Corticosteroid injection is a recommended treatment option for carpal tunnel syndrome, before considering surgery. Nevertheless, injections remain controversial because there is strong evidence of only short-term benefits. This study aimed to determine the reintervention rate and to identify prognostic indicators for subsequent treatment after corticosteroid injection for carpal tunnel syndrome.
This study evaluated residents of Olmsted County treated with a corticosteroid injection for carpal tunnel syndrome between 2001 and 2010. Treatment failure was the primary outcome of interest. Two definitions for failure were examined: (1) the patient receiving subsequent procedural intervention and (2) the patient undergoing carpal tunnel release. Survival was estimated using Kaplan-Meier methods, and association of covariates with increased failure was modeled using Cox proportional hazards regression.
The study included 774 affected hands in 595 patients. The median follow-up period was 7.4 years. Reintervention was performed in 68 percent of cases, of which 63 percent resulted in eventual surgery. Injectate volume was significant for the outcome of any retreatment [hazard ratio, 0.879 (95 percent CI, 0.804 to 0.96)] and surgery [hazard ratio, 0.906 (95 percent CI, 0.827 to 0.99)]. Rheumatoid arthritis was also significant in both models, with a hazard ratio of 0.627 (95 percent CI, 0.404 to 0.97) for any retreatment and 0.493 (95 percent CI, 0.292 to 0.83) for surgery.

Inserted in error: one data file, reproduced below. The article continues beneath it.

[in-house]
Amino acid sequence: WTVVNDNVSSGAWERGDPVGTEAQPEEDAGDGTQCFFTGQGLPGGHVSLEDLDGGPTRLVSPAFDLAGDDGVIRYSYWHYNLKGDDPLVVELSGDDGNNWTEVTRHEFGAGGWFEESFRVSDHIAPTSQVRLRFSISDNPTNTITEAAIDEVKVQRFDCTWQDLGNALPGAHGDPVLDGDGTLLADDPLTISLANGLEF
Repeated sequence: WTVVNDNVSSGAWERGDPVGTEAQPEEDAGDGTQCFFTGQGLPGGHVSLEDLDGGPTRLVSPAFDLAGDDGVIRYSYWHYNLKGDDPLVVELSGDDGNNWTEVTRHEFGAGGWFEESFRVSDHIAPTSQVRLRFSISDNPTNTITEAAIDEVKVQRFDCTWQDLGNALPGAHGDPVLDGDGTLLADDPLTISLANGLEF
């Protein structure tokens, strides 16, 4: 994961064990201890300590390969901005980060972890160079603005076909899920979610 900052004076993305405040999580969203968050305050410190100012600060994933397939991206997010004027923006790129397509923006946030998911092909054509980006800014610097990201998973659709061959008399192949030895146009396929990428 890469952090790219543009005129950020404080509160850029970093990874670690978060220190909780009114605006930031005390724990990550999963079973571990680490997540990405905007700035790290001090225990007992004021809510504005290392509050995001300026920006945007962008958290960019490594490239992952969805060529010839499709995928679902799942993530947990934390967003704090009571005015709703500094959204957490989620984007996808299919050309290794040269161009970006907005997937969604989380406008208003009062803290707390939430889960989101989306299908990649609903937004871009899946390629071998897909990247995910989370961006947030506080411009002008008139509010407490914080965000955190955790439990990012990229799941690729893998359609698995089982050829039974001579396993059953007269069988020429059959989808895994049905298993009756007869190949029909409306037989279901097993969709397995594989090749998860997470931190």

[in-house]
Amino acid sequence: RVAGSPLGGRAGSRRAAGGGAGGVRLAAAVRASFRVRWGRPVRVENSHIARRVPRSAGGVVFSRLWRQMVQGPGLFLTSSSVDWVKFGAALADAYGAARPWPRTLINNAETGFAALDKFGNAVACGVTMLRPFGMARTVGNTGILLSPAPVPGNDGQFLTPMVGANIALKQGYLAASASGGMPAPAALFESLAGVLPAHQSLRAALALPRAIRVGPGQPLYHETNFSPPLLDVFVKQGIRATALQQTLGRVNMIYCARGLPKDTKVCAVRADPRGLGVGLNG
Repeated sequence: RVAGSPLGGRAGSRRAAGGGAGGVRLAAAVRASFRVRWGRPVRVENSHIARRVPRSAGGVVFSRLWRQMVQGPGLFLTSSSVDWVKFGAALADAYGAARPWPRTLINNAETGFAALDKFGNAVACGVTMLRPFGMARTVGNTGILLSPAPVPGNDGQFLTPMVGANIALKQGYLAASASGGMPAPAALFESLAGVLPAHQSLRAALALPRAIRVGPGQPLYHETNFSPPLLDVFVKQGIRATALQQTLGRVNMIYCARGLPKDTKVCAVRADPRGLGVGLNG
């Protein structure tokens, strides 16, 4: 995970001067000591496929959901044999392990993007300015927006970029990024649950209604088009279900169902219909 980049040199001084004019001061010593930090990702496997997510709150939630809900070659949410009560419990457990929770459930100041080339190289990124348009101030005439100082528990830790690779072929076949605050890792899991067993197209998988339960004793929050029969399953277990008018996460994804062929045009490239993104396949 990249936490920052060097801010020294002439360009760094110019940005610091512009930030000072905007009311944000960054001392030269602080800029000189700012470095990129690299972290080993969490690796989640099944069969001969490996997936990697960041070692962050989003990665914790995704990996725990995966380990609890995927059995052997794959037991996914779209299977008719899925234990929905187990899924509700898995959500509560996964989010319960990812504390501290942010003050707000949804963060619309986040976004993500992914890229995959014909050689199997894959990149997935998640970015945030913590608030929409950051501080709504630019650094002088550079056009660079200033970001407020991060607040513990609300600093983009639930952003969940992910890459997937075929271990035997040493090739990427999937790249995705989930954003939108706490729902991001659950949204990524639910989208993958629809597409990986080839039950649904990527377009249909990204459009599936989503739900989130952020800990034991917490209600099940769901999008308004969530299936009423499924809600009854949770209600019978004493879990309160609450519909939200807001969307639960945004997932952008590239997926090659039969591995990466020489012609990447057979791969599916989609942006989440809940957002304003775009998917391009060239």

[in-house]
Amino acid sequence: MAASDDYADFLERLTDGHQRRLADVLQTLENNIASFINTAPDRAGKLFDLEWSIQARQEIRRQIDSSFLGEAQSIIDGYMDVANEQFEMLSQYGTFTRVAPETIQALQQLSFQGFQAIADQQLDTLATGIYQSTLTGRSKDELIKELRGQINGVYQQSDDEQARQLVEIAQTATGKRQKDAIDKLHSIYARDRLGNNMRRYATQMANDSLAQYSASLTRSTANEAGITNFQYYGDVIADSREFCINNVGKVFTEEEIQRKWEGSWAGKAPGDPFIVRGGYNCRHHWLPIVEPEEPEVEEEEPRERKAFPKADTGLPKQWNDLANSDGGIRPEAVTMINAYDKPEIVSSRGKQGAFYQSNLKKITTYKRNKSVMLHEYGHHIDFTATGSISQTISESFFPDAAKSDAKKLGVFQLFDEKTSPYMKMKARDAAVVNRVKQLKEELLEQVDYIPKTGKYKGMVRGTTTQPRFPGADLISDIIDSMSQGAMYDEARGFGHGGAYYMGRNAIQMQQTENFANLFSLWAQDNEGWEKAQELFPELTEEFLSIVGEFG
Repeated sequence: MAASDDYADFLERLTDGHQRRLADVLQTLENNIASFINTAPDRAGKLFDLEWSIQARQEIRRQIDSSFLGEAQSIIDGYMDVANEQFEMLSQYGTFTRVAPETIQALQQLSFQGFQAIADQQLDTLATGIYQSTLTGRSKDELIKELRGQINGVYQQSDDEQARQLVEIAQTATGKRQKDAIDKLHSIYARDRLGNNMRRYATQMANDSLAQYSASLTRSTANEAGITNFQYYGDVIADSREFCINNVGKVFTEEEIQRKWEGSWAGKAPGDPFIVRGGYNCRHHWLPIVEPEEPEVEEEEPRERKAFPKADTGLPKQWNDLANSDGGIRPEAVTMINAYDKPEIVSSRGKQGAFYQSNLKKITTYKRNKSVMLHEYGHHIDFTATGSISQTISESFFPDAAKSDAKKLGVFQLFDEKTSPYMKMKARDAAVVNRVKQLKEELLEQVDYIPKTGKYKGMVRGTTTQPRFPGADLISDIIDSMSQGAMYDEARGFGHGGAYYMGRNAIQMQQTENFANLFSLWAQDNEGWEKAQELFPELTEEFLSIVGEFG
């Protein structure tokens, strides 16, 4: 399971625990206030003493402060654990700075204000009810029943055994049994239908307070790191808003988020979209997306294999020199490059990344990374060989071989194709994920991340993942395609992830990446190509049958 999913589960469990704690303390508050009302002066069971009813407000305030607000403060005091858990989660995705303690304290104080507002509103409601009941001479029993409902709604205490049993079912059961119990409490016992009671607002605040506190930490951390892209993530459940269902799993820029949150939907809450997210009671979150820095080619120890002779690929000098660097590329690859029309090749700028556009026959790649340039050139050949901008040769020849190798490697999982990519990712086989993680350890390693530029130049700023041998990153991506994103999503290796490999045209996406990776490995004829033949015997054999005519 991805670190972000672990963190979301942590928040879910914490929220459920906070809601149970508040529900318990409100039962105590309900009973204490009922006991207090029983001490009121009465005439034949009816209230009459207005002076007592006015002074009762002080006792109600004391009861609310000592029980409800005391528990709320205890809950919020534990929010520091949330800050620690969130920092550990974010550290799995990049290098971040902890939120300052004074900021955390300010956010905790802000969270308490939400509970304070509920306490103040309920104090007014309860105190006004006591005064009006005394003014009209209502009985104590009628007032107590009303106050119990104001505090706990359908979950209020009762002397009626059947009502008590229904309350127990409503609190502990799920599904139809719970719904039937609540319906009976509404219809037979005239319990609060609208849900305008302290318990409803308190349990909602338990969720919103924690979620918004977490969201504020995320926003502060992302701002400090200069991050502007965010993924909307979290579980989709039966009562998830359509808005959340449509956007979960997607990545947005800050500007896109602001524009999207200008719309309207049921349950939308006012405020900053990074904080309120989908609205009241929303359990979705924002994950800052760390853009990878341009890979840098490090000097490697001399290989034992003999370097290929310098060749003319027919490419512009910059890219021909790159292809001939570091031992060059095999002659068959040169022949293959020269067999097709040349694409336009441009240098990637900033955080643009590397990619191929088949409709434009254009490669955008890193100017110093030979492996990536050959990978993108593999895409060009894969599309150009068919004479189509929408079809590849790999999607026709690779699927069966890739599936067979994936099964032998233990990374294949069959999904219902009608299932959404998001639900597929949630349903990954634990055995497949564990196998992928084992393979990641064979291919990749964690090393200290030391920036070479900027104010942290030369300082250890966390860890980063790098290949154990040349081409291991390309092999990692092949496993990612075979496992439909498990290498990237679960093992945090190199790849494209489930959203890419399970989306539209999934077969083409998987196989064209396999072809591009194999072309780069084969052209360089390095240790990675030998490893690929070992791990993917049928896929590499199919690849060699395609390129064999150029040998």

In this cohort, 32 percent of patients did not receive subsequent treatment after a single injection, which indicates that there is a therapeutic role for corticosteroid injections in treating carpal tunnel syndrome. Further research is necessary to identify those patients who will benefit from an injection, to provide more individually tailored treatment.
Rochester, Minn.; and Rotterdam, The Netherlands
From the Departments of Orthopedic Surgery, Health Sciences Research, and Physical Medicine and Rehabilitation, Mayo Clinic; and the Departments of Plastic, Reconstructive and Hand Surgery and Rehabilitation Medicine, Erasmus University Medical Center.
Received for publication October 12, 2016; accepted February 17, 2017.
Disclosure:The authors have no conflicts of interest to report.
Stefanie Evers, M.D., Tendon and Soft Tissue Biology Laboratory, Mayo Clinic, 200 1st Street SW, Rochester, Minn. 55905, email@example.com